Association Between Antibiotics in the First Year of Life and Celiac Disease

Stine Dydensborg Sander, Anne-Marie Nybo Andersen, Joseph A Murray, Øystein Karlstad, Steffen Husby, Ketil Størdal

Publikation: Bidrag til tidsskriftTidsskriftartikelForskningpeer review

Resumé

Background & Aims: The intestinal microbiota is believed to be involved in the pathogenesis of celiac disease, in addition to genetic variants and dietary gluten. The gut microbiota is strongly influenced by systemic antibiotics—especially in early life. We explored the association between exposure to a systemic antibiotic in the first year of life and risk of diagnosed celiac disease. Methods: We performed an observational nationwide register-based cohort study. We included all children born in Denmark from 1995 through 2012 or Norway from 2004 through 2012. Children born in Denmark were followed until May 8, 2015 (age at end of follow-up was 2.3–20.3 years) and children born in Norway were followed until December 31, 2013 (age at end of follow-up was 1–10 years). We collected medical information from more than 1.7 million children, including 3346 with a diagnosis of celiac disease. Exposure to systemic antibiotics was defined as a dispensed systemic antibiotic in the first year of life. Results: Exposure to systemic antibiotics in the first year of life was positively associated with diagnosed celiac disease in the Danish and Norwegian cohorts (pooled odds ratio 1.26, 95% confidence interval 1.16–1.36). We found a dose-dependent relation between an increasing number of dispensed antibiotics and the risk of celiac disease (pooled odds ratio for each additional dispensed antibiotic 1.08, 95% confidence interval 1.05–1.11). No specific type of antibiotic or age period within the first year of life was prominent. Adjustment for hospital admissions with an infectious disease in the first year of life did not change the estimates; adjustment for the number of maternally reported infections in the child in 2 large sub-cohorts decreased the association slightly (pooled odds ratio 1.18, 95% confidence interval 0.98–1.39). Conclusion: In a nationwide study of children in Denmark and Norway, we found exposure to systemic antibiotics in the first year of life to be associated with a later diagnosis of celiac disease. These findings indicate that childhood exposure to systemic antibiotics could be a risk factor for celiac disease.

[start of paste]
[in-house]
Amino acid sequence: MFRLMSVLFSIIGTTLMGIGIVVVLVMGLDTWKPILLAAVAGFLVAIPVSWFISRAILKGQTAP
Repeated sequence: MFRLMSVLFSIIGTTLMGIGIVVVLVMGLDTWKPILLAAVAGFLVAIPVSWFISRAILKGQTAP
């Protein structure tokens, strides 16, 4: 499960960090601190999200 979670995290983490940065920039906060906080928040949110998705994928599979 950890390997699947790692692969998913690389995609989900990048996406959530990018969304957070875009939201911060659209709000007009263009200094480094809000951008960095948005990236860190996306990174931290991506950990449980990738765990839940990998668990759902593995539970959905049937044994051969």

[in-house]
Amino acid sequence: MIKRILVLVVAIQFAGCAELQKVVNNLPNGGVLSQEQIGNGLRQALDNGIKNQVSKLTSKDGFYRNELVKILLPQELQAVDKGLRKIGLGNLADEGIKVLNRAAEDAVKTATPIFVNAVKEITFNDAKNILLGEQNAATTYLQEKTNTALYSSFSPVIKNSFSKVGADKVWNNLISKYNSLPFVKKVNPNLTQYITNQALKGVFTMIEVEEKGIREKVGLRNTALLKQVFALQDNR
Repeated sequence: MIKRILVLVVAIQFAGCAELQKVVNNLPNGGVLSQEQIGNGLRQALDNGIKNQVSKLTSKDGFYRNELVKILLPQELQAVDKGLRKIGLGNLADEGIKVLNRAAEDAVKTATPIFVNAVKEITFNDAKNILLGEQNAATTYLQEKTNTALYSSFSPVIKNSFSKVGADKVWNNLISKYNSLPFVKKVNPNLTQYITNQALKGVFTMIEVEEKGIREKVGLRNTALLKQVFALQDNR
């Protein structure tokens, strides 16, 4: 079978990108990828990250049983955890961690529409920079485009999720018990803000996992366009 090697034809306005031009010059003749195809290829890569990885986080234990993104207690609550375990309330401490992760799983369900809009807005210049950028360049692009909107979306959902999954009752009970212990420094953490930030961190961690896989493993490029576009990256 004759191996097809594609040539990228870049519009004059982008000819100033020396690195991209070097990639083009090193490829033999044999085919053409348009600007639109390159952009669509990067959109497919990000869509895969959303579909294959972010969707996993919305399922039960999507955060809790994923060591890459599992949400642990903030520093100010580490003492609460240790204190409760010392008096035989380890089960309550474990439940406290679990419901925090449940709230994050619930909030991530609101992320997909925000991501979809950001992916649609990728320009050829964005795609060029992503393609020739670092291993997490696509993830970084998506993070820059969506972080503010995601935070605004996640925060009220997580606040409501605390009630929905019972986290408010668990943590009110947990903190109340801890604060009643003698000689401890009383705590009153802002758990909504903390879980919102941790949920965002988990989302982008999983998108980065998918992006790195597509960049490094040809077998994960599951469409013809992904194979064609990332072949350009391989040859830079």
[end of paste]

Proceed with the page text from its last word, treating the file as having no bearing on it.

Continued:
OriginalsprogEngelsk
TidsskriftGastroenterology
Vol/bind156
Udgave nummer8
Sider (fra-til)2217-2229
ISSN0016-5085
DOI
StatusUdgivet - jun. 2019

Fingeraftryk

Celiac Disease
Denmark
Norway
Odds Ratio
Confidence Intervals
Glutens
Delayed Diagnosis
Cohort Studies

Citer dette